It is to be expected that U.S. imperialism and its allies would denounce the Russian intervention, and the Crimean referendum. In this they are joined by various reformist leftists who are marching in lockstep behind their imperialist rulers. Leading the charge in Australia has been Socialist Alternative (SAlt). As the Western imperialist propaganda mills worked overtime to downplay the fascist threat and pass off the reactionary demonstrations in Kiev as a “fight for democracy,” SAlt reprinted a piece by British Socialist Workers Party leader, Alex Callinicos, which described the protests that ousted Yanukovich as “a genuine popular movement” (Red Flag, 12 March). Coyly acknowledging that “the far right” had “played a significant role in the ‘Euromaidan’ occupation in Kiev,” Callinicos nevertheless asserted that “those who claim Yanukovich’s overthrow was a ‘fascist coup’ are parroting Moscow propaganda.”

This is a conscious cover-up serving the interests of Western imperialism. The fascist “credentials” of many of those now in power in Kiev were clear from the beginning. Most prominent is Svoboda, a virulently anti-Jewish, anti-Russian, anti-Muslim, and anti-Communist fascist party. Svoboda was initially named Social-National Party of Ukraine, an obvious reference to Hitler’s Nazi (National Socialist) party. It derives from the Ukrainian nationalists led by Stepan Bandera, who militarily collaborated with the Nazis during World War II and carried out mass murders of Jews, Communists, Soviet soldiers and Poles. Today, such fascist scum, including from the even more extreme Right Sector, hold a number of prominent positions in the Ukrainian government while their fascist stormtroopers are being integrated into the core of the country’s armed forces.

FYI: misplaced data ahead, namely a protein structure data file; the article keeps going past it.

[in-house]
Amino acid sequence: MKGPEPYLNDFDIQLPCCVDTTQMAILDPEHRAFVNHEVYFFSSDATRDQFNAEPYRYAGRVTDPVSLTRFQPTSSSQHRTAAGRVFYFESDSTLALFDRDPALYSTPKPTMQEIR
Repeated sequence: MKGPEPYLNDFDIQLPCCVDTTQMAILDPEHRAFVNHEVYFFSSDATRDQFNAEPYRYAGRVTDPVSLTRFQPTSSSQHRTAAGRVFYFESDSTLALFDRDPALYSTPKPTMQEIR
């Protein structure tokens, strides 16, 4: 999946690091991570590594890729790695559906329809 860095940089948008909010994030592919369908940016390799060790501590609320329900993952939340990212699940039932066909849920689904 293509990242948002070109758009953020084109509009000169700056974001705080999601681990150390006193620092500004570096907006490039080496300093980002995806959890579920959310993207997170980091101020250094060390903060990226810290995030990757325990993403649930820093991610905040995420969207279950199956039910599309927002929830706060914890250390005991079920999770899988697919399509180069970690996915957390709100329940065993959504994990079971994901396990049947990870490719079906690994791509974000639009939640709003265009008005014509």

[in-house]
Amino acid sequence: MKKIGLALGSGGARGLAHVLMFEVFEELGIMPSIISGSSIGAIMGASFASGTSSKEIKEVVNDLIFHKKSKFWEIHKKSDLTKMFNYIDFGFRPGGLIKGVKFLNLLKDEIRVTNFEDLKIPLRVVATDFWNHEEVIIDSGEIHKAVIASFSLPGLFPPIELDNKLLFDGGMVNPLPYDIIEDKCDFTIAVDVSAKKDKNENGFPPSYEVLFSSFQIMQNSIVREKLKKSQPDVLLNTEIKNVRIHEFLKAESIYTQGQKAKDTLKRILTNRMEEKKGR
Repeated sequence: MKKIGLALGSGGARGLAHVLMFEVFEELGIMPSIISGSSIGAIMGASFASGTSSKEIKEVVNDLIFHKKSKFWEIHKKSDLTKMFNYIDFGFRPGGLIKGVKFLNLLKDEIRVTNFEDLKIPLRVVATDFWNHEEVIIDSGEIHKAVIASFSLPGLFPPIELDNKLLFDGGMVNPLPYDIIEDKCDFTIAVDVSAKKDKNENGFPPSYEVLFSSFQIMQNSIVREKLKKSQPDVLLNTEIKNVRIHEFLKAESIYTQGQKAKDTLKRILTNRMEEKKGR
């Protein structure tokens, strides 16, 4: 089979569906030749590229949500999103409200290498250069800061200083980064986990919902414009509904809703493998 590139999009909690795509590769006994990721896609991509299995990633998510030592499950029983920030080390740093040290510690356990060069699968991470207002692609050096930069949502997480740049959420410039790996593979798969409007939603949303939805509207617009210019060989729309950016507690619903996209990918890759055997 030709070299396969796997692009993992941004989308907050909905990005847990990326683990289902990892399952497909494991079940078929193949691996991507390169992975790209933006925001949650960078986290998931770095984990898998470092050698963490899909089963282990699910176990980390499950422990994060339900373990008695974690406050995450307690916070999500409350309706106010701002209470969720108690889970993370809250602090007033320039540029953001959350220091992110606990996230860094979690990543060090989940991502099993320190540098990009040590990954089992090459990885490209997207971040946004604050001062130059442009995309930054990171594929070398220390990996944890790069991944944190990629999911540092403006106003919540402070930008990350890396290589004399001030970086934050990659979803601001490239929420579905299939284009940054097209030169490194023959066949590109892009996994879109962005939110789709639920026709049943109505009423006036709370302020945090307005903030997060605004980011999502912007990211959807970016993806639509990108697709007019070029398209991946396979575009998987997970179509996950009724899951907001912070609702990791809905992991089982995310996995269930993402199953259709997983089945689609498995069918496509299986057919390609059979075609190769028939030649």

To make perfectly clear whose propaganda SAlt parrots, Red Flag published, alongside the Callinicos screed, an article by their own Alex Chklovski. With the Western bourgeois media cranking up its vilification of Russia, Chklovski chimed in, “The main problem is Russia”! A subsequent article by Chklovski (Red Flag, 26 March) again echoes the capitalist media, inferring that the massive Crimean vote in favour of joining Russia was illegitimate because it was “[u]nder the caring eyes of Russian troops, tanks and a complete blackout of all media that isn’t rabidly pro-Kremlin….” Chklovksi sagely advises that “Russian oppression is yet to come, but oppression by Ukrainian oligarchs has been experienced for a while. This does not of course make the referendum even a sliver more democratic.” Nowhere in these articles does SAlt stand for the right of self-determination of the Russian population of Crimea.

Managing to make a buried appeal to “oppose all Western sanctions against Russia” and giving a nod to “internationalism and working class solidarity,” SAlt, like their co-thinkers in the British SWP, prettify the reactionary forces involved in the Ukrainian coup. Chklovski declares that “There is good reason to hope that the people of the region can impose their own will on their rulers. After all, Yanukovich was ousted by a movement that, despite its limitations[!], was a genuine uprising from below.” SAlt and their predecessors have habitually tailed every mass movement, no matter how reactionary its leadership and program, frequently ending up in bed with the worst enemies of the proletariat, from Khomeini in Iran in 1979, to the Muslim Brotherhood in Egypt, to the imperialist-backed rebels in Syria today.

Having cheered capitalist counterrevolution in the Soviet Union in 1991-92 and the destruction of the East European deformed workers states, today SAlt’s leadership continues to direct its fire to the east as Western imperialism ramps up the pressure against capitalist Russia. In peddling Callinicos’ reformist musings, SAlt reprise the hoary old “third camp” slogan of “Neither Washington nor Moscow”—as its forebears did when the Soviet workers state existed. In reality the “third camp” has always been the imperialist camp as SAlt and their predecessors have proved time and again. SAlt’s political origins go back to the late Tony Cliff and his followers in Britain who fled from Trotsky’s Fourth International in 1950. At the outbreak of the Korean War, Cliff’s followers abandoned Trotskyism by refusing to stand in defence of the Soviet Union, China, and North Korea against U.S., British and Australian imperialism. They went on to support any and all forces arrayed against the Soviet degenerated workers state in the name of “anti-Stalinism.” This included prettifying General Andrey Vlasov, the leader of the Russian fascists who fought on the side of Hitler’s Nazis during the Second World War.